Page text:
Today is the 21st annual ADA "American Diabetes Alert Day". I'm a *leeeetle* bit skeptical about people wanting to excavate head from sand regarding their risk for diabetes...but that's based solely on my own experience. For the longest time, and with all of the risk factors staring me in the face, I.did.not.want.to.know. Oh, I knew it was going to be "someday." I suspect that was part of the problem: because I felt it was inevitable, I went the "eat, drink, and be slothful, for tomorrow we shall have diabetes" route. Oy. [shaking head in self-reproach] Why are smart people so dumb sometimes?
I have to admit, though, facing up to my diagnosis was the catalyst for quite a lot of good changes in my life. I feel so much better now and way more energetic. I don't know what the future will bring with me and this disease, but my priority right now is best quality of life for as long as possible. Maybe, just maybe, putting some of the good stuff I've learned into play much earlier could have made "someday" a little later. While challenging at times, being healthy is not as onerous as I had previously suspected.
Anyhoo, I thought I'd share some items I've stumbled across....
Gold's Gym (Hey! That's MY gym!!!) has a new initiative for Diabetes Alert Day, including a free (and nicely done) guide to starting an exercise program. You can download it from their "Fighting Diabetes with Fitness" web page (http://www.goldsgym.com/healthy/diabetes.php). I like that they advised new exercisers to set goals, work up to their goals (rather than going gung-ho in the first session, getting sore and tired, and abandoning it), and to combine strength training and cardio. (In a way, it's kind of ironic, because I always associated this gym with the serious fitness nuts. But after I got over feeling intimidated--with much encouragement from my blog buddies--I've found it to be a really positive place.)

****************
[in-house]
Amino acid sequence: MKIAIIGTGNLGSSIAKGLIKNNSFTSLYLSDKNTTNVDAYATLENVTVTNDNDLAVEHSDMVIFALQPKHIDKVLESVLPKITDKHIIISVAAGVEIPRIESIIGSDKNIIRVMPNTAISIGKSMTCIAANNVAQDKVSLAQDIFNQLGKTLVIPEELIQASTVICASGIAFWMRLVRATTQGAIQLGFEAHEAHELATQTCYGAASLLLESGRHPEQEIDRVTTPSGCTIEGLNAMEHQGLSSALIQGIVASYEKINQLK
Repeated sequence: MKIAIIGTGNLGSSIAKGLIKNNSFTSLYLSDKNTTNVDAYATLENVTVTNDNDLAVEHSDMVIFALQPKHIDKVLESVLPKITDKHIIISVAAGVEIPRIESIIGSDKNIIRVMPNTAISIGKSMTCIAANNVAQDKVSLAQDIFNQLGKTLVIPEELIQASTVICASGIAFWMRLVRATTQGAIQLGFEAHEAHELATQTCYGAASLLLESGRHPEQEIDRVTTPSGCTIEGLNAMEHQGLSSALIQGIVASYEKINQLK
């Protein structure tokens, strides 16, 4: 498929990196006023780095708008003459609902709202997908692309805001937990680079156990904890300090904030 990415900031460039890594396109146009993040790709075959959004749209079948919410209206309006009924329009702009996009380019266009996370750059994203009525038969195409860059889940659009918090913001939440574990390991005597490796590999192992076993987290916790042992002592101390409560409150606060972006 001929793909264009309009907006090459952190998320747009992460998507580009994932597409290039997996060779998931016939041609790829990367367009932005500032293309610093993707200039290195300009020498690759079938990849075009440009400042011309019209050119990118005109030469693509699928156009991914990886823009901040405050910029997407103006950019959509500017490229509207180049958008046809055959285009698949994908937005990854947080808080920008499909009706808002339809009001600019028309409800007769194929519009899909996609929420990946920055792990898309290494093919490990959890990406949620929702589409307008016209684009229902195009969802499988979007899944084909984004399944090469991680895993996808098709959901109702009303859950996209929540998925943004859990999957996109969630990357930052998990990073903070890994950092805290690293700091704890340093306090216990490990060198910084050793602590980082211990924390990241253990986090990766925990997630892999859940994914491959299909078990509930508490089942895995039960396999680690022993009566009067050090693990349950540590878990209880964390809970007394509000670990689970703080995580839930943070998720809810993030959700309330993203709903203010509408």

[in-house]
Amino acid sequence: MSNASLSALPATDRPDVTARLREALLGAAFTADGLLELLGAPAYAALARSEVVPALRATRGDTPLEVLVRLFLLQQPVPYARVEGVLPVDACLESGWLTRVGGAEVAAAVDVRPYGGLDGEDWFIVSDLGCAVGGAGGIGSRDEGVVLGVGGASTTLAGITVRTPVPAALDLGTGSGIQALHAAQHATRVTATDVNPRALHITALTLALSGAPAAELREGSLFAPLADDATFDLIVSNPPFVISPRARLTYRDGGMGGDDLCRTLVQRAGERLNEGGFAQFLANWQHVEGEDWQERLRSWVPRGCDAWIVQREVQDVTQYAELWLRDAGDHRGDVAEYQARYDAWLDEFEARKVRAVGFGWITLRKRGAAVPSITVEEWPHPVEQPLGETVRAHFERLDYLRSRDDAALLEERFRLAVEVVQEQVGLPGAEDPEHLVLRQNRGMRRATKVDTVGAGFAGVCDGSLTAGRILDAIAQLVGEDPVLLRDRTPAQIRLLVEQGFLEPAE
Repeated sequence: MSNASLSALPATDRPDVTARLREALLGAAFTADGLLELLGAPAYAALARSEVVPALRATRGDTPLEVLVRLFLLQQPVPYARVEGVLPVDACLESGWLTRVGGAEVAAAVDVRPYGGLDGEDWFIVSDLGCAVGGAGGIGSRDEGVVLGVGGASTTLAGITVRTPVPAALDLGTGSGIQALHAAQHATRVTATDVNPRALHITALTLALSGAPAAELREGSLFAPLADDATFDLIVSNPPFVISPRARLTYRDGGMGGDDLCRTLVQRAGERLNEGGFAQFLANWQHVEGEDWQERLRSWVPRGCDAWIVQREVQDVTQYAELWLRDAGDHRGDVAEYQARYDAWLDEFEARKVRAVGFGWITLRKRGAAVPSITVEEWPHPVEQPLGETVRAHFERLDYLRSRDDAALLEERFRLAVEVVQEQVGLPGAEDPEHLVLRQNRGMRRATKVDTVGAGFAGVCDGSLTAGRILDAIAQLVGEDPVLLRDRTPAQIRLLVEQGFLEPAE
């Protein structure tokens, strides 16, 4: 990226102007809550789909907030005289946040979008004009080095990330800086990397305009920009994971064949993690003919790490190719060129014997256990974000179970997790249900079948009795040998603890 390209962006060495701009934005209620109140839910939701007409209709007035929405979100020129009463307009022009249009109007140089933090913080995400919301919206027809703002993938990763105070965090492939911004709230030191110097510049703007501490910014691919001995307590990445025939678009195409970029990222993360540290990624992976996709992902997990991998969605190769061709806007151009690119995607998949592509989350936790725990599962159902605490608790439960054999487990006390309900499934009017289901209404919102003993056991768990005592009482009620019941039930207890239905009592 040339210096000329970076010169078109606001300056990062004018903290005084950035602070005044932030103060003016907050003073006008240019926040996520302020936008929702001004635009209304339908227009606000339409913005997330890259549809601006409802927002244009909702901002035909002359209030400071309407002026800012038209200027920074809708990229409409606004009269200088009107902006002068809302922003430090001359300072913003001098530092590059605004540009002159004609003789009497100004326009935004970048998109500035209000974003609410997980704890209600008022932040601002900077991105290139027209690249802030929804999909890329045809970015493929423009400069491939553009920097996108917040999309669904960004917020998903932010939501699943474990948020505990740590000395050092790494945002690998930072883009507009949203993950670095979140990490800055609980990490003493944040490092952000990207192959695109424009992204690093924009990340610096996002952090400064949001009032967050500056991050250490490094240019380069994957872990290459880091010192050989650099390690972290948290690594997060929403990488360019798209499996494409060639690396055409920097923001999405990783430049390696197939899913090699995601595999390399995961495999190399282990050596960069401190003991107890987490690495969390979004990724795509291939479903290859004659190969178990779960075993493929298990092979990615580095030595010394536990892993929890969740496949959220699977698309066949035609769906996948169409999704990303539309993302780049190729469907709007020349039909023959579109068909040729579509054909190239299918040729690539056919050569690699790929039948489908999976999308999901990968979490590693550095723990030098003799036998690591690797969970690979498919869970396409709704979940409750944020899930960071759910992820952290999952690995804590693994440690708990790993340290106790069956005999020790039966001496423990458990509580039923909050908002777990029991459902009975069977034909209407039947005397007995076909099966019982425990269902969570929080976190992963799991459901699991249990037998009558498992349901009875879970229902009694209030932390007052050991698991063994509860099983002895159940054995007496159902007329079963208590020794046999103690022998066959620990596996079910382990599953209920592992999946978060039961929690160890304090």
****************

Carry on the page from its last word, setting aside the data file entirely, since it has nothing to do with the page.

Excellent article on Diabetes Mine, highlighting various Alert Day goings-on. I like that Amy highlighted LifeScan's list of resources for those with little or no health insurance.
And, if you did take the risk assessment, or have been recently diagnosed, there are some really great references available in these places:
Blood Sugar 101; especially Jenny Ruhl's "Lower Your Blood Sugar" flyer
UCSF Online Diabetes Education (Promotes higher carb intake than the lower-carb sites like Blood Sugar 101, but who says you can't do it in phases? This site has a lot of information you'd get from a diabetes educator, and if you're without one, it may help getting one closer to better blood glucose management.)
Hmmm...I also discovered today that the ADA "Tour de Cure 2009" has an event in Palo Alto, California...and it's on June 14. Mr. Handsome-and-Handy's and my 15th wedding anniversary and my diagnosis day. All together now with the eerie coincidence sound effect: wooooooWEEEEEEEwoooooooo! Oh, and they have a 25K (11.47 mile) ride. How doable! (I've gotta get me one of those hot, "Red Rider" jerseys!!!)